230. Saint Thèrése of Lisieux invites us to practice the little way of love, not to miss out on a kind word, a smile or any small gesture which sows peace and friendship. An integral ecology is also made up of simple daily gestures which break with the logic of violence, exploitation and selfishness. In the end, a world of exacerbated consumption is at the same time a world which mistreats life in all its forms.

We live in a large diocese, with a great range of climates and ecosystems, as well as urban areas and the many cultures brought here by generations of new arrivals. There are few American dioceses that encompass more of the natural and social issues that the Pope writes about. Our challenges are from both our natural and human environments, problems that share the same source in the darker places in our own hearts and institutions. We are going to need more than sustainable agriculture or renewable energy, we must have a community of many cultures that can sustain this effort in things big and small, which requires continual renewal of our own lives, especially our spiritual lives.

We already see and hear a lot of concern and conflict over these issues, from major policy decisions to how much a neighbor waters their lawn. Turning around our relationship with nature and each other will be hard and require daily effort. But following the little way of love of St. Thérèse can be our way forward. We can find God in all the small and everyday things, trusting in His mercy, doing each task and encountering each person with love and humility. The result can be a renewal of nature, our culture, and ourselves.

It is up to us.

“Miss no single opportunity of making some small sacrifice, here by a smiling look, there by a kindly word; always doing the smallest right and doing it all for love.” ― St. Thérèse of Lisieux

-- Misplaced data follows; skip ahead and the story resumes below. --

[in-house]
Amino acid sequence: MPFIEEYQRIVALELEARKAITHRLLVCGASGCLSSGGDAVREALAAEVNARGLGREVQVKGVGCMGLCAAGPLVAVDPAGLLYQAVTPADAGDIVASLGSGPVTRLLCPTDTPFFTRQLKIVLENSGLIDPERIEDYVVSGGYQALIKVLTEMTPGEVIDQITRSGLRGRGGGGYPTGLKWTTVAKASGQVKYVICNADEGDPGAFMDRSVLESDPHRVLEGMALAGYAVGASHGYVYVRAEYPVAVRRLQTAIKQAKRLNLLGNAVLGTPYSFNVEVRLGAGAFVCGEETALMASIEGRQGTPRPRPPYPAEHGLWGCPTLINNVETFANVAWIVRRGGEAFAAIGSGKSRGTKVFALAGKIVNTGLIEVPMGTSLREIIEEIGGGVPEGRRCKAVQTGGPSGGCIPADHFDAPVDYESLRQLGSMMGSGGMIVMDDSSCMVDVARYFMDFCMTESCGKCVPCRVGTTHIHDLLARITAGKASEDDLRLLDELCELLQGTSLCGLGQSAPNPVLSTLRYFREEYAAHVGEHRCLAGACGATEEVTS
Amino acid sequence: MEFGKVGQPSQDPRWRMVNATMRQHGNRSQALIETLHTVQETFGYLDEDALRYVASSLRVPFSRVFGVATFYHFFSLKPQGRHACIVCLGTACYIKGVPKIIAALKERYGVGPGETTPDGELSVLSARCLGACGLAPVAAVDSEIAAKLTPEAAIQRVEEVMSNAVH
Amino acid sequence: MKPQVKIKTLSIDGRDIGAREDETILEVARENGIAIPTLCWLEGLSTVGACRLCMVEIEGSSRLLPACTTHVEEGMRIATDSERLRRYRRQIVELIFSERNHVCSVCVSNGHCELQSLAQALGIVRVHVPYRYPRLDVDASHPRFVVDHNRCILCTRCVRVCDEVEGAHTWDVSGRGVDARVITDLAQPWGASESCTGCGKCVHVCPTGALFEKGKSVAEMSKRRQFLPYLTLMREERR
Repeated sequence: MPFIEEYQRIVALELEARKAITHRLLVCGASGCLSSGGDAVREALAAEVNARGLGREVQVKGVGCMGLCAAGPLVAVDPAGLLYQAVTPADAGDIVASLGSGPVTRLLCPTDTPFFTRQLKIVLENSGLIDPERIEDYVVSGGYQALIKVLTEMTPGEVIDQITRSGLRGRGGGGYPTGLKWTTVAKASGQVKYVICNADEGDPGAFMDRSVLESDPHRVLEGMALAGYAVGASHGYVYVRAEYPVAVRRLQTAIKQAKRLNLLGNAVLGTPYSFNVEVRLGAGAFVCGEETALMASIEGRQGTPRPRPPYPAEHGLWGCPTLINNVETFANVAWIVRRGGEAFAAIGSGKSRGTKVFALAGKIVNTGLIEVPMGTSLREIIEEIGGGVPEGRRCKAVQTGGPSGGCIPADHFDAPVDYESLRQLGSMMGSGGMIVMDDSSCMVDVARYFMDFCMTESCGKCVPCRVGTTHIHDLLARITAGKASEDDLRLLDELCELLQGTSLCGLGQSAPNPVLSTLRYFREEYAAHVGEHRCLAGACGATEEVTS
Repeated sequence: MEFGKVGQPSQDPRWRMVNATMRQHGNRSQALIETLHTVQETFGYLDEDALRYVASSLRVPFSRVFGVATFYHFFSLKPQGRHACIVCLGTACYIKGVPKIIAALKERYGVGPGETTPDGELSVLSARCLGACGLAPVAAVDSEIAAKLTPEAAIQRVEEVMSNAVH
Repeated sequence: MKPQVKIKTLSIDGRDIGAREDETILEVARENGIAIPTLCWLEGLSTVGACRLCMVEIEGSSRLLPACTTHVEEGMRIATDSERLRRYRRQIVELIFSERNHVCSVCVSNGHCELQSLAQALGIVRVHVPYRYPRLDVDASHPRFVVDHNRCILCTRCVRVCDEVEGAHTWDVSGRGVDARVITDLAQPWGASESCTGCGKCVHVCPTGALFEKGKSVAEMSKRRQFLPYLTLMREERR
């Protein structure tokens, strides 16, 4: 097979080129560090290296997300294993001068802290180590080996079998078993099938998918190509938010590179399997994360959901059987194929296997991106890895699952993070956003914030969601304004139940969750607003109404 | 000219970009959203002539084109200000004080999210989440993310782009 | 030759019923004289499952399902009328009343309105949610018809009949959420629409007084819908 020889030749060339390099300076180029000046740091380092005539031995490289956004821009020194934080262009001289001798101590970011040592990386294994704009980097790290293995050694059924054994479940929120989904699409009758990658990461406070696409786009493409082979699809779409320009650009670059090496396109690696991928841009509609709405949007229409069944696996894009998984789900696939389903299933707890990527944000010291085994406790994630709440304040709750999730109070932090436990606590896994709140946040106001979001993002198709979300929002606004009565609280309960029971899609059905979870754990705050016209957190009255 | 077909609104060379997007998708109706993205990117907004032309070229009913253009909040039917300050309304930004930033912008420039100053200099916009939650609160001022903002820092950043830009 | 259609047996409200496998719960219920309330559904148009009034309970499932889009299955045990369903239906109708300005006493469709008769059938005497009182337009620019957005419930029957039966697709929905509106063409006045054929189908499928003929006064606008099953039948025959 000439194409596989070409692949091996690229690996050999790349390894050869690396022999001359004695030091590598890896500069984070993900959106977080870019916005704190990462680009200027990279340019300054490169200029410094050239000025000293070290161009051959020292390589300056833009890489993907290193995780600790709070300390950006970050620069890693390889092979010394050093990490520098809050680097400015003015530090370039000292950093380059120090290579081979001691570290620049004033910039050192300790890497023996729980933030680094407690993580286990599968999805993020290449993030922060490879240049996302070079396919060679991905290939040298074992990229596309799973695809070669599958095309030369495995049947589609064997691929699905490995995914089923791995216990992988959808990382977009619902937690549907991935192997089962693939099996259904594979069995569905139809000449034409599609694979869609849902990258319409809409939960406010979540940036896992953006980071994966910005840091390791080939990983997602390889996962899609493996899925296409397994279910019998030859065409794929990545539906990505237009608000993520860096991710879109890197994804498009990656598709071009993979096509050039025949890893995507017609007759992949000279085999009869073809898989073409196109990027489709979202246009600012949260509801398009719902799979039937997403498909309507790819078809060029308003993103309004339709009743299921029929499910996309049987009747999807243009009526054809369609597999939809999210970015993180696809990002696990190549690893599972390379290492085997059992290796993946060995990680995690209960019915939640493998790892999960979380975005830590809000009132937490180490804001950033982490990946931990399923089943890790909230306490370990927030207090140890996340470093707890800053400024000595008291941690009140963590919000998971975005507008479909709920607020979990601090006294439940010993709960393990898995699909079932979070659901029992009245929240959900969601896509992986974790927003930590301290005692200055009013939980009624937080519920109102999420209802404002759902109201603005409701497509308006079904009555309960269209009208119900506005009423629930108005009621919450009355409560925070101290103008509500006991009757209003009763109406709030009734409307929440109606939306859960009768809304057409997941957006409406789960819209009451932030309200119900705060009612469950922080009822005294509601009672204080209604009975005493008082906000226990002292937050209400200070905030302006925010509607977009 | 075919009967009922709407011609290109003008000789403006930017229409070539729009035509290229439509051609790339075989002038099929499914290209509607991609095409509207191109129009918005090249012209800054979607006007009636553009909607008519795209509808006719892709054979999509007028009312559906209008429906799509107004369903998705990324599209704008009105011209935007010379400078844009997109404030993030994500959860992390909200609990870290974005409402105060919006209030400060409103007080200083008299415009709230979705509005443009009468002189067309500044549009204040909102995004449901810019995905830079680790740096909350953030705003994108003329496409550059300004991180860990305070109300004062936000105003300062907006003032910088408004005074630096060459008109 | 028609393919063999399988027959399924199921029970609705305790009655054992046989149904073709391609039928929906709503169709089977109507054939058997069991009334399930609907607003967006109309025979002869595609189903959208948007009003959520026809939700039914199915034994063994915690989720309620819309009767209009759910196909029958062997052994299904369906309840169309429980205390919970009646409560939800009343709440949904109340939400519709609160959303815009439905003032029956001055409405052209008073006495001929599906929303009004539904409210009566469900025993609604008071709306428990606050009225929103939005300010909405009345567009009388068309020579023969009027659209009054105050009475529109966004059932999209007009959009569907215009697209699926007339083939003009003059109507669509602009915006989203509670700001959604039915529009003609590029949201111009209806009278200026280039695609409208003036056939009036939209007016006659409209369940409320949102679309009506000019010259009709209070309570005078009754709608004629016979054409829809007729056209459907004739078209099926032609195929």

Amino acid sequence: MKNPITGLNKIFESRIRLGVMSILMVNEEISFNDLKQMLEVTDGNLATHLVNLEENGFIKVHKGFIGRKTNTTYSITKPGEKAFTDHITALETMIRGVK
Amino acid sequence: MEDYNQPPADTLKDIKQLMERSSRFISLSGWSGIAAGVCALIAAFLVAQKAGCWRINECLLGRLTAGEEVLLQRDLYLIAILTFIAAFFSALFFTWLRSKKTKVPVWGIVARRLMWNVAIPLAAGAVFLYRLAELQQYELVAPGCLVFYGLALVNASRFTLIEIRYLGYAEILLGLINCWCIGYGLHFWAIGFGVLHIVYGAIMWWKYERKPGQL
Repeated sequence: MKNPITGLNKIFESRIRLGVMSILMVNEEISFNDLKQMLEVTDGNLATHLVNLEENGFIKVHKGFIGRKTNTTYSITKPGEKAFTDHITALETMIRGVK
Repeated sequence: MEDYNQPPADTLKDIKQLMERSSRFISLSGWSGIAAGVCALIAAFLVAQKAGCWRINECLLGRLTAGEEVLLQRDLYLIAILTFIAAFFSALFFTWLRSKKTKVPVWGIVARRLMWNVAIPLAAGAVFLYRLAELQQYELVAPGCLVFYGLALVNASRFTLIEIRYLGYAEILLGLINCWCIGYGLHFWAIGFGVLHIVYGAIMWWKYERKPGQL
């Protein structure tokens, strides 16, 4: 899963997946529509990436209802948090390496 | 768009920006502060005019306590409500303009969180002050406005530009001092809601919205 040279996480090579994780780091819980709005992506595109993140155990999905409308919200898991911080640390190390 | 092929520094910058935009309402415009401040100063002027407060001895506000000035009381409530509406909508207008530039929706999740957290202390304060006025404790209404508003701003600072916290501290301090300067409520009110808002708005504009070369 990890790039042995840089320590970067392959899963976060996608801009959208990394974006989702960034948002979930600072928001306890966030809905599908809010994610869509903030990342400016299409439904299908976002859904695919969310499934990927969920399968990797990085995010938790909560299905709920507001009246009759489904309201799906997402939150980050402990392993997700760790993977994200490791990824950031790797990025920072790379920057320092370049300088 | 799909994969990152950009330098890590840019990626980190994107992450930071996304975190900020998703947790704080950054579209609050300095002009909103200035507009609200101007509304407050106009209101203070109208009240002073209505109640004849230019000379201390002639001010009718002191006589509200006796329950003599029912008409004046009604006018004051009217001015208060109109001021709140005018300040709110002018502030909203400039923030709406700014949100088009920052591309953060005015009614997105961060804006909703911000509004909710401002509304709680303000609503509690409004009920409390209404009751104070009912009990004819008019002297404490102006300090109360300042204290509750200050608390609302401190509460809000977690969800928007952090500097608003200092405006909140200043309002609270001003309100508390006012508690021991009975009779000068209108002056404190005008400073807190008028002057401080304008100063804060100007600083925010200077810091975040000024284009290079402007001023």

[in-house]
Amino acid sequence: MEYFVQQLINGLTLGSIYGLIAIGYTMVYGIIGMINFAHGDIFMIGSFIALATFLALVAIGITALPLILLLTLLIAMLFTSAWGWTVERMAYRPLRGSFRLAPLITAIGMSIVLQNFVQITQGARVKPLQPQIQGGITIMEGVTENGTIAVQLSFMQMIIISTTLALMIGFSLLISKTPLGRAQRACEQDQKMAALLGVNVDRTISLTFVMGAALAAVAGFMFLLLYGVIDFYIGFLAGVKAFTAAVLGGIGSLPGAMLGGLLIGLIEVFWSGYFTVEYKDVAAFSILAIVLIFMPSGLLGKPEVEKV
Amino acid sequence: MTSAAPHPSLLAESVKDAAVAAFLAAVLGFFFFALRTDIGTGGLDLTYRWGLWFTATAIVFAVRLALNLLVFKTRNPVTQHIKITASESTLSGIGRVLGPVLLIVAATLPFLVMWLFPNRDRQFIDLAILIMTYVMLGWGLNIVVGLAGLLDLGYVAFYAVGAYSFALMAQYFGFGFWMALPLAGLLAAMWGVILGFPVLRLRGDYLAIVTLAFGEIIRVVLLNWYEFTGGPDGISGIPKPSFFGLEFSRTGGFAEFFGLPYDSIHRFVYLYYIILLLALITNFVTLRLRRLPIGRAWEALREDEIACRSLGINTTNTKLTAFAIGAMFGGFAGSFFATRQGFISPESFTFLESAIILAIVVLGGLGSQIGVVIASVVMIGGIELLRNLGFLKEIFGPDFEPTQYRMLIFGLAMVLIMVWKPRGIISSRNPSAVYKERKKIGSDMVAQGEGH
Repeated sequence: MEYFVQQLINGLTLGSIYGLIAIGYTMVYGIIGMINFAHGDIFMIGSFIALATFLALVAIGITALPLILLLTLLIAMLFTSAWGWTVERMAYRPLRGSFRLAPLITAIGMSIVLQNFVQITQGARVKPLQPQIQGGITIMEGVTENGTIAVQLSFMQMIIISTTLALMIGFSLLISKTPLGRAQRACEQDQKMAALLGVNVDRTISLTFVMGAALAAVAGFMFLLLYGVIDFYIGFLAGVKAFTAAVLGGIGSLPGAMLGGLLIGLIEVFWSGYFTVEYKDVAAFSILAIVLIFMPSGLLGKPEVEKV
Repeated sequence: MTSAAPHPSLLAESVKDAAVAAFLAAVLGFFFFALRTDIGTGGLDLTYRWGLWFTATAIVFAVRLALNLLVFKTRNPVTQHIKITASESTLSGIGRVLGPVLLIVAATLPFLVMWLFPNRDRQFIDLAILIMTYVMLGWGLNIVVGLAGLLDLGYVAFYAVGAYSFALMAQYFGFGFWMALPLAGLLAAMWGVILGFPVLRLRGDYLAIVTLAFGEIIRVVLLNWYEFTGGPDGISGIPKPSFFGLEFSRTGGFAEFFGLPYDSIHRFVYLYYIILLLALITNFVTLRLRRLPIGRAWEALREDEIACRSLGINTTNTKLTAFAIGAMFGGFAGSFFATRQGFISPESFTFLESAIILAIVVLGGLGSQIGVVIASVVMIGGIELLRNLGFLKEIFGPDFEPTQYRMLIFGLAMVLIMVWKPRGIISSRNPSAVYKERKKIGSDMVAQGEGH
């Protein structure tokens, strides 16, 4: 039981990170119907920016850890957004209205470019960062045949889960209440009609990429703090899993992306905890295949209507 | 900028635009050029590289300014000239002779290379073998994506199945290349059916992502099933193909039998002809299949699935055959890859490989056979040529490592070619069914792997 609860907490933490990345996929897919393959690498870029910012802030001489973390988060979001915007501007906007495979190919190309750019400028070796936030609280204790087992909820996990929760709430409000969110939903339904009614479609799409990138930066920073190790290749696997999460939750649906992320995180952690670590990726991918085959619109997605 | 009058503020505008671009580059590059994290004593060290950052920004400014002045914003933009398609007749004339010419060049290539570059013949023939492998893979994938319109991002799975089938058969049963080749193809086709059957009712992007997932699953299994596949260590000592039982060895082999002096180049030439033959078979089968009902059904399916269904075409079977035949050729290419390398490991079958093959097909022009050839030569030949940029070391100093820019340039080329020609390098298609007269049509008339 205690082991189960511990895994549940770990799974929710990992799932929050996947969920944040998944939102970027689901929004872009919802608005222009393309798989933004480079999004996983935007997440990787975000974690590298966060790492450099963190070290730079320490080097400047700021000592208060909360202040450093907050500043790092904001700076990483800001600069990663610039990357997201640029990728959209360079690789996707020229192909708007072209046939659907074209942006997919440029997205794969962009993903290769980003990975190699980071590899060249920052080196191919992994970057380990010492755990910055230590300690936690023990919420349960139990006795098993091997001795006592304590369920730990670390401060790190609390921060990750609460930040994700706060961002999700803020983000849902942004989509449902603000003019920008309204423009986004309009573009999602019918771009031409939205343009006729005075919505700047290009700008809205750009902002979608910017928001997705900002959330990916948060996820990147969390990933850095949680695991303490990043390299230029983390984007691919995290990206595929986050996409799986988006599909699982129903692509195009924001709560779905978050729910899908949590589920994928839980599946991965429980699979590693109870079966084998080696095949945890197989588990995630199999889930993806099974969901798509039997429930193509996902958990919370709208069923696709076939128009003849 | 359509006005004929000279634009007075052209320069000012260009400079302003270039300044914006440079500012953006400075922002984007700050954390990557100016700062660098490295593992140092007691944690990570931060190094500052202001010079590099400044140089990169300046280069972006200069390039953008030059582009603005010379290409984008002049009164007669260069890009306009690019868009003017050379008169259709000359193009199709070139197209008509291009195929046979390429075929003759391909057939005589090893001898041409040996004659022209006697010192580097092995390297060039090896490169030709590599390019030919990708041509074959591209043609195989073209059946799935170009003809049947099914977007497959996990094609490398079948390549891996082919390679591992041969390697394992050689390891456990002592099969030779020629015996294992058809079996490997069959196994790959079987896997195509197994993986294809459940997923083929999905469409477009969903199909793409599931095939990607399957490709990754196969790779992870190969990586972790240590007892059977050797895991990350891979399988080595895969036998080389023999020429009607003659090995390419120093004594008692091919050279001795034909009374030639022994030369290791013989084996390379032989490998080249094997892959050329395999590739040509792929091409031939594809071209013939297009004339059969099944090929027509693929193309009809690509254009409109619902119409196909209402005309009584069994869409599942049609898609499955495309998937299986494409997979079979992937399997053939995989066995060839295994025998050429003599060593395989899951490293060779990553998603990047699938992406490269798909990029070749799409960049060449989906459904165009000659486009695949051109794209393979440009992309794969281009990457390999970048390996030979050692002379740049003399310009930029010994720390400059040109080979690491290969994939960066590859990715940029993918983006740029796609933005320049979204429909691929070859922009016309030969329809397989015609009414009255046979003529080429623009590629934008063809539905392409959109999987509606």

This first appeared in the Office of Ministries Newsletter

Friday, September 10, 2010

Above all, trust in the slow work of God


Above all, trust in the slow work of God.
We are quite naturally impatient in everything
to reach the end without delay.
We should like to skip the intermediate stages.
We are impatient of being on the way
to something unknown,
something new.
Yet it is the law of all progress that is made
by passing through some stages of instability
and that may take a very long time.

And so I think it is with you.
Your ideas mature gradually. Let them grow.
Let them shape themselves without undue haste.
Do not try to force them on
as though you could be today what time
-- that is to say, grace --
and circumstances
acting on your own good will
will make you tomorrow.
Only God could say what this new Spirit
gradually forming in you will be.

Give our Lord the benefit of believing
that his hand is leading you,
and accept the anxiety of feeling yourself
in suspense and incomplete.
Above all, trust in the slow work of God,
our loving vine-dresser.


Fr. Peter Teilhard de Chardin, S.J.

Quote: James Baldwin

The price one pays for pursuing any profession or calling is an intimate knowledge of its ugly side.

Wednesday, February 10, 2010

Quote: C.S. Lewis

To love at all is to be vulnerable. Love anything, and your heart will certainly be wrung and possibly broken. If you want to make sure of keeping it intact, you must give your heart to no one, not even to an animal. Wrap it carefully round with hobbies and little luxuries; avoid all entanglements; lock it up safe in the casket or coffin of your selfishness. But in that casket — safe, dark, motionless, airless — it will change. It will not be broken; it will become unbreakable, impenetrable, irredeemable.

Saturday, September 05, 2009

From out of the past

Noodling around Google I recently found an old post of my from Slashdot that I had posted on a wiki (that I had almost forgotten), part of a discussion about a Jon Katz /. article. I found it as good as statement as I have made as to why I bother with religious belief, even after all this time.

This was a response to a message that included the statement: atheism is NOT a religion; it is based on logic and reason; religion is based on faith and presumption.